talk from another galaxy: coralie and ted, drôle de coco

Fasten your seat belts, traveler!

You just signed for our new program, TALK FROM ANOTHER GALAXY, and we’re about to take off!
This new program of ours allows you to glance over our friends’ own galaxy and share a short journey through their bookshelves. What is trending on the other side of space? Well, buckle up, because you’re about to find out!

If you’d like to take part in the Talk From Another Galaxy (#TFAG) series, contact me through my contact page over here, or on Twitter.

Welcome to our second episode of this new series! I am more than happy to welcome this new episode one of my « irl » (in real life) friends, Coralie! She’s an avid reader and always has such good recommendations, especially when it comes to comics and graphic novels. I’m so happy she agreed to participate: her support means so much to me!

Coralie chose to discuss a French graphic novel, which has only been translated into German for now, but if you want to test out your French, Ted, drôle de Coco by Emilie Gleason is there for you!

Hey, Coralie! Thank you so much for participating! You chose to talk about We Set The Dark On Fire, but for those who don’t know, can you tell us quickly what is this book about?
This book is about Ted Gugus, a young autistic person, who’s forced to get out of his comfort zone and finds himself in more and more unexpected and funny situations.

And why do you think people should read it?
They should really read it because the author and illustrator’s work is really great! Through this comic, she’s doing quite an accurate depiction of what it is to be autistic, and how you react to the world that surrounds you. And she’s doing it while being funny, and not by mocking the main character: the comic relief comes from the situations he gets into and the world around him, and not from Ted himself.

This seems so interesting! And you, what did you like about it?
Everything, haha! Thanks to this graphic novel, the reader can see what it’s like to be an autistic person, a disabled person, in a world that barely understands you. It’s done without relying on words, and Emilie Gleason’s drawings, and how she works on bodies — especially Ted’s body —, are what carry her message. The author uses the cartoon codes of classic comics to make us understand and live the world experience of those disabled persons. I think it’s really impressive!

Whoah, what you’re saying really makes me want to read the book! You have me hooked! Okay, I have another question, because I like to be sneaky and you can learn so much about people according to how they shelve their books. How did you shelve Ted, drôle de Coco?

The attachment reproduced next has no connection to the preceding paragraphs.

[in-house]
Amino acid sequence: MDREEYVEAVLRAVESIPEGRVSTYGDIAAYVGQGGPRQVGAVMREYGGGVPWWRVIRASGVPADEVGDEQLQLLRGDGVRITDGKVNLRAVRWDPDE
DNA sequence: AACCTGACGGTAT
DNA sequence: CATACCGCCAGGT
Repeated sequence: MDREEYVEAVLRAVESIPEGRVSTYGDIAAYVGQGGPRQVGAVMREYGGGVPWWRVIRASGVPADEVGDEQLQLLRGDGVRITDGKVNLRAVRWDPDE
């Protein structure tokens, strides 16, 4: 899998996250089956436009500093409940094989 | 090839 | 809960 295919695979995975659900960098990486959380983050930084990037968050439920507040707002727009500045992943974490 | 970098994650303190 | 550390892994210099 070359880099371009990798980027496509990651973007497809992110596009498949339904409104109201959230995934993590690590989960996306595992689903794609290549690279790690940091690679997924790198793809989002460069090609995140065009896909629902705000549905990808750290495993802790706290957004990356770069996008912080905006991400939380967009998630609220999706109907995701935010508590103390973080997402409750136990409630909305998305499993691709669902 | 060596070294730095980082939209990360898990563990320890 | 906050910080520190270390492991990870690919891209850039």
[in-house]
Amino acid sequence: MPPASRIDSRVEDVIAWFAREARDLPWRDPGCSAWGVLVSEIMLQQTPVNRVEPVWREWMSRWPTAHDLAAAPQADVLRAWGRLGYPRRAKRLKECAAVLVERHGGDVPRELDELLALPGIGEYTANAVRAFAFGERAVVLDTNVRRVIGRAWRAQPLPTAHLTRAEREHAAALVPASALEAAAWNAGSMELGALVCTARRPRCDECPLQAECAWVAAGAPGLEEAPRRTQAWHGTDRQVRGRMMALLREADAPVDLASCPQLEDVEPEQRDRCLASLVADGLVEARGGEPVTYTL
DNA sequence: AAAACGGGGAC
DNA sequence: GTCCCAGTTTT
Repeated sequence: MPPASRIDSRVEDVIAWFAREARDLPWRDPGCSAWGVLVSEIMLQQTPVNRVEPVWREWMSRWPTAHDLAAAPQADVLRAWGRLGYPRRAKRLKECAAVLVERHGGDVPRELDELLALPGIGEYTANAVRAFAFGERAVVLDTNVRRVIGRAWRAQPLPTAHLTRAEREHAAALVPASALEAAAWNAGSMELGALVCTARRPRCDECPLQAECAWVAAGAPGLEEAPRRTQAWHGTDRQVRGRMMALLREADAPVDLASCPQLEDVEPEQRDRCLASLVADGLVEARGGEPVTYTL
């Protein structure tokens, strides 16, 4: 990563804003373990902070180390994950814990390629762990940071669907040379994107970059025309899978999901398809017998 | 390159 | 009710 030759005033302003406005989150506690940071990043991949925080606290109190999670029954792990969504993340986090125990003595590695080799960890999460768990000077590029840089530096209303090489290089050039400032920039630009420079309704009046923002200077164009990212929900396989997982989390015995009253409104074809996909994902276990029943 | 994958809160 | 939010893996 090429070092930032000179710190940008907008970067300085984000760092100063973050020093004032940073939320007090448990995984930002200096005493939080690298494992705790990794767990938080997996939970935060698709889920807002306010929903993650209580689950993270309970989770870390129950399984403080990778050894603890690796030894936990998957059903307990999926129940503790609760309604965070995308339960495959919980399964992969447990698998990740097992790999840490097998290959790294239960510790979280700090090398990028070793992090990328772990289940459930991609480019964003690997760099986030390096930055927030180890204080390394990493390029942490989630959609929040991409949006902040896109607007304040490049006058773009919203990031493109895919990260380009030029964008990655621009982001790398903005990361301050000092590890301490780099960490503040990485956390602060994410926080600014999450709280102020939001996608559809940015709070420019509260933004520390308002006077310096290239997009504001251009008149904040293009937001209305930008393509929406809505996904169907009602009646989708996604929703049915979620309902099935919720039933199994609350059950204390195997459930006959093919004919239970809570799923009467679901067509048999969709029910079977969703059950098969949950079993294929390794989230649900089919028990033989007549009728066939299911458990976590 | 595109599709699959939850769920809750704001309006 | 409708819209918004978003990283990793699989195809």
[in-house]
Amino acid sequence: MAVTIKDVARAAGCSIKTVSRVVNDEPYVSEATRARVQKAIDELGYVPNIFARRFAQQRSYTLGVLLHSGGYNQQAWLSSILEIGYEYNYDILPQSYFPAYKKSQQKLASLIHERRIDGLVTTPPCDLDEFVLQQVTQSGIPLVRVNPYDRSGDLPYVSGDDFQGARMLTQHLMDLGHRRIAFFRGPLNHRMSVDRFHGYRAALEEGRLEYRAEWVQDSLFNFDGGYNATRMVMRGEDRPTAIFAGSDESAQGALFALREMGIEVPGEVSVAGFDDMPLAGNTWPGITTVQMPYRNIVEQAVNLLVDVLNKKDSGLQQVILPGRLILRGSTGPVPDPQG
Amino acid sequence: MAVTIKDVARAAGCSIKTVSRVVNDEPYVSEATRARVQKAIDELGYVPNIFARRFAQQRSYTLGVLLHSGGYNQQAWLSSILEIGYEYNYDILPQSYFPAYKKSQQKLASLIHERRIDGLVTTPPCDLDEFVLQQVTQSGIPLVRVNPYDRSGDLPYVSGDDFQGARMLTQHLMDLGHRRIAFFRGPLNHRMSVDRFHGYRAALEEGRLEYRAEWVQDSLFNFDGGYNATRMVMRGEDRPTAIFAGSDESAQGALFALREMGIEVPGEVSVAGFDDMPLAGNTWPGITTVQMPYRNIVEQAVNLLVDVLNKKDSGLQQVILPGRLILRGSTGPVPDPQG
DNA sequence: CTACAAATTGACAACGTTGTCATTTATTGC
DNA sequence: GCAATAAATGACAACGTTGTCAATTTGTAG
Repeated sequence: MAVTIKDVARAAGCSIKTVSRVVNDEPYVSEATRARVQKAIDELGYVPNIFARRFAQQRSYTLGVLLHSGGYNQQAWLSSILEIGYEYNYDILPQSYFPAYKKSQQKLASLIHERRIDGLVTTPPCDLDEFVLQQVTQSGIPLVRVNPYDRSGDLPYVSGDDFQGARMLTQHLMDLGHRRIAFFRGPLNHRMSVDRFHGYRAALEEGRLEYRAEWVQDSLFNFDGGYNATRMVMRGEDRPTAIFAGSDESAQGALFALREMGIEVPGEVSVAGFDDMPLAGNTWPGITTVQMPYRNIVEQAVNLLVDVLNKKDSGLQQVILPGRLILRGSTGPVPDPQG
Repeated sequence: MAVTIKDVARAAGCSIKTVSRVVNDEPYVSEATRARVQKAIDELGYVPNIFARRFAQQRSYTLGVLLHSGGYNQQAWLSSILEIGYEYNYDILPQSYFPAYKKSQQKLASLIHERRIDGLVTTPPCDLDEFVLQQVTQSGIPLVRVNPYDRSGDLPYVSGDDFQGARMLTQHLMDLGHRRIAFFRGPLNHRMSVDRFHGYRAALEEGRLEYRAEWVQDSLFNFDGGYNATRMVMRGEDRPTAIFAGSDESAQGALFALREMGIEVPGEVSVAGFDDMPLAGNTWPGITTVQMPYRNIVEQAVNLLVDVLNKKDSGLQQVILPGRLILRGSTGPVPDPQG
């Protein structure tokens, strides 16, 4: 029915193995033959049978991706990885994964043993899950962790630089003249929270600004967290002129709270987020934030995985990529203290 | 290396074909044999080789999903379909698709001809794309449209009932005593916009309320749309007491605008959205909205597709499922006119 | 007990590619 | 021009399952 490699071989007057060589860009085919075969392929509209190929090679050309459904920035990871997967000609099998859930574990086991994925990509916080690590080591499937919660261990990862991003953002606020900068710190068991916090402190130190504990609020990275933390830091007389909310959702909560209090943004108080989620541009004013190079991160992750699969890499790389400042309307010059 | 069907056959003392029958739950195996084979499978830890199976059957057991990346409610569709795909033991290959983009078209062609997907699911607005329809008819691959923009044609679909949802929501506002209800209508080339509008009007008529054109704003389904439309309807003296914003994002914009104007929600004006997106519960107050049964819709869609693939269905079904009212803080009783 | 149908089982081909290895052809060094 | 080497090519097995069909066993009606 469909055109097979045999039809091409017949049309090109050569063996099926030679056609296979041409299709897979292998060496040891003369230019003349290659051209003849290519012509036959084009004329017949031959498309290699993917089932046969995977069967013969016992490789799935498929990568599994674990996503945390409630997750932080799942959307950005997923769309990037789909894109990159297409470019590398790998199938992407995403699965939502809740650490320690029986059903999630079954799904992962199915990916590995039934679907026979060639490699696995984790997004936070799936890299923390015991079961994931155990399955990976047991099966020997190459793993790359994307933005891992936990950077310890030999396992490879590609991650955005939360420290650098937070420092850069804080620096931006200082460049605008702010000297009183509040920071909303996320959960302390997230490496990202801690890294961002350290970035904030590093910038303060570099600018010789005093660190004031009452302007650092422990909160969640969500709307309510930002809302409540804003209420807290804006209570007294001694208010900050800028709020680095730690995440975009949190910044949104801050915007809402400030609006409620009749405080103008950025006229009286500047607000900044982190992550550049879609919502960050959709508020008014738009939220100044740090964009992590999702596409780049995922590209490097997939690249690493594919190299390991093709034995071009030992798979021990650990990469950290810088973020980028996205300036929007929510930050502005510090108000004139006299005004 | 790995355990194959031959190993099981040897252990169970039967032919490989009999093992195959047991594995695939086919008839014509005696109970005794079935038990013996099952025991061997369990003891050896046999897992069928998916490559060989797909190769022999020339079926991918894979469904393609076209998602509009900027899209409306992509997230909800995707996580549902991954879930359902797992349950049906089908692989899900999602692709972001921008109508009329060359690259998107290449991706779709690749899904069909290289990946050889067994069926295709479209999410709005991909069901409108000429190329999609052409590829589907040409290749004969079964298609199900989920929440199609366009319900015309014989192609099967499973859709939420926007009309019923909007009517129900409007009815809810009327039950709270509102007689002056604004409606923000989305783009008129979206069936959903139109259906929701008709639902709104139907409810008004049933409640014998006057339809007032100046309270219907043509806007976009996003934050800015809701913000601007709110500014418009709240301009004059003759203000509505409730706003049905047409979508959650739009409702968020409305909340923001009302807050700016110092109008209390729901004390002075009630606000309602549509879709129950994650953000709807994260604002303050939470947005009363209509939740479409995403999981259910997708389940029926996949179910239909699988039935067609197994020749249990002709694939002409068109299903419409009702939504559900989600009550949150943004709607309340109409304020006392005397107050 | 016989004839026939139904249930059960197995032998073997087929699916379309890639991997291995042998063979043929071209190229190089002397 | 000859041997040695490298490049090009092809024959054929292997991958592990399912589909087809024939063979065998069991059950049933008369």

I’d say I’d probably shelved it with my other comics and graphic novels, even if this shelf is quite full by now! But I haven’t had the occasion yet cause whenever I talk about it, I end up lending it to most of my friends.

Ah, yeah, I remember you were our official librarian! Last question! If my readers like those books, they’ll like We Set the Dark on Fire… But which books are we talking about?
Okay, that’s a tough question! Lemme think… I got Comment survivre, by Emilie Gleason, which is another French book by the same author. There’s also My Favorite Thing is Monsters, by Emil Ferris, and Autre by Maël Nahon which is about several people outside the « society’s norms ». And, well, this is not a book but the TV show Atypical also deals with a young autistic person.

Thank you so much for your time Coralie, and for doing this! I don’t know about my readers, but you definitely convinced me (as always)! Stick around a little more, and learn more about Coralie and Ted, drôle de Coco:

Coralie is an « irl » book blogger, which means she doesn’t have a platform, but she’s always there to recommend books to her friends and engages in any bookish discussion. Aspiring publisher, she cares about the literary representation of disabled persons and is an avid reader and supporter of graphic novels.


by Emilie Gleason

Ted trimballe sa grande carcasse dégingandée à travers la ville dans un train-train aussi régulier qu’énergique ; métro-boulot-dodo certes, mais avec une énergie et une rigueur peu communes. Puis un jour, la mécanique se grippe et tout s’emballe, ce jour où le métro est en travaux et où les choses ne sont pas, plus, comme d’habitude. Et là, tout dérape… Emilie Gleason s’est fortement inspirée du vécu de son frère, diagnostiqué Asperger, pour raconter les bien étranges journées de Ted – rencontre, discussion, amour, sexe, empathie, tant de choses qui, pour Ted, ne vont pas vraiment de soi… Mais alors que la « bande dessinée du réel » a produit tant d’oeuvres lénifiantes n’existant que par leur sujet, Emilie Gleason, elle, transcende son sujet pour nous livrer un moment de lecture survolté, mené à cent à l’heure, plein d’inattendus et de surprises. Bien plus qu’un « reportage » ou un « témoignage », Ted est une véritable immersion dans un esprit pas vraiment commun et offre à l’arrivée une expérience de lecture rare, un tourbillon de couleurs et d’énergie, à l’image de son personnage principal.


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